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ATVing in Maine
An amazing network of trails makes it possible for ATV riders to travel throughout much of Maine. Trails include multi-use and multi-use rail trails through scenic recreation and wildlife areas. Be on the lookout for other trail users and wildlife on the trail. Check out our Trail Maps and Club pages to get started on Maine Trails.
Safety Training Courses
General ATV Trail Guidelines
- All trails must be established in accordance with State Laws pertaining to All Terrain Vehicles.
- The trail corridor is a strip or parcel of land in which the trail is to be located.
- The trail will consist of a tread way from which hazardous obstacles such as stumps and large rocks will be removed, severe depressions will be filled in, side brush removed at least one foot outside the established tread way and overhead brush and limbs will be cleared to a minimum of (7') seven feet. All brush, trees, stumps and rocks removed from the corridor should be disposed of in a way not to detract from the aesthetic interest of the trail. The established tread way should be maintained to a minimum of 5 feet wide.
- Marking the trail will be consistent with established Division signing guidelines. Signs to be used will be provided by the Division. Signs should be installed on posts at eye level beside the trail.
- Trails will be established only on land where landowner permission has been obtained. If written permission is unattainable, oral permission will be accepted with a written affidavit from the club President confirming permission was obtained and the date it was obtained.
- Trails should pass through variable terrain to hold users interest and create a reasonable degree of challenge. Established routes will avoid critical wildlife and ecological areas and areas of anticipated serious user conflict such as tree plantations, dwellings, agricultural land, or other recreational user areas.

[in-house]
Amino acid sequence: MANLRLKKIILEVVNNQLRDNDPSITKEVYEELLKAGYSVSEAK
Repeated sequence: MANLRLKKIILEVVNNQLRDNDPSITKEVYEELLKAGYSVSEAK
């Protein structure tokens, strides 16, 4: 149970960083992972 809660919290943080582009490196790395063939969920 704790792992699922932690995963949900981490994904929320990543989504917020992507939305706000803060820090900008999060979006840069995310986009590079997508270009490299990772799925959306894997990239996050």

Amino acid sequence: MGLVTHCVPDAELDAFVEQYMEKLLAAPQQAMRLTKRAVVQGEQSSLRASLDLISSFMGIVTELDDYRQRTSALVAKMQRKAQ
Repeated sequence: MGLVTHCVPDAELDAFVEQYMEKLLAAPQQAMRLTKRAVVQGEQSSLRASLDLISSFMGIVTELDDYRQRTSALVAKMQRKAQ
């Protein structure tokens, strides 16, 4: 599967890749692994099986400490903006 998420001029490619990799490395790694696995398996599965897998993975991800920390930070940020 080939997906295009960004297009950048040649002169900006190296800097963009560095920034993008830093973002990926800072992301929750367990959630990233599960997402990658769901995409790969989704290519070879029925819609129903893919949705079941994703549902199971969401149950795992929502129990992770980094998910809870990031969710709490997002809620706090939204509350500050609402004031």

- Highway crossings should be avoided whenever possible. When necessary, crossing should be made as near right angles to the traveled roadway as possible at locations providing clear visibility along the highway in both directions, to assure safe crossing. (There is a process where you can have Department of Transportation to install highway signs notifying traffic of the trail crossing. This may be advisable in areas where visibility is bad.
- Trails should be routed in order to avoid steep slopes. Sustained slopes should not exceed 30 percent. Bypass trails should be provided around grades exceeding 25%. Approaches or exits to slopes and grades should be straight for a sufficient distance to make a safe entrance and exit
- If it is necessary to bulldoze or excavate the trail surface, precautions should be taken to eliminate erosion.
- Streams and rivers will be bridged in compliance with all environmental regulations. Bridges will be a minimum of (5') five feet wide and we recommend a minimum of (8) eight feet wide for trails that are also groomed for snowmobiles.
- Trails will not be established in the streambed, parallel with the flow of current, on dry or wet channels. Crossing fords are allowed, if they are located on a hard rock or gravel bottom so as not to cause sedimentation and if approved by the landowner and appropriate environmental agencies.
- Remember that wetlands are protected and permits may be needed to cross them. Trails across wetlands will only be approved if the trail hardening techniques such as courdroy, turnpike, or puncheon are used to protect the soils.
- Crossing active railroad tracks can only occur at authorized crossings that are clearly approved by the railroad.
- Trails should be maintained sufficiently to allow reasonably safe operation of off road motorized vehicles, considering some operators will be less experienced than others. When an approved trail is abandoned or discontinued, the Division should be notified immediately in writing. Trail signs and bridges should be removed completely from trails that have been discontinued or abandoned.
- It is of utmost importance that all trails be monitored on a regular basis in order to insure they are maintained in reasonably safe usable condition.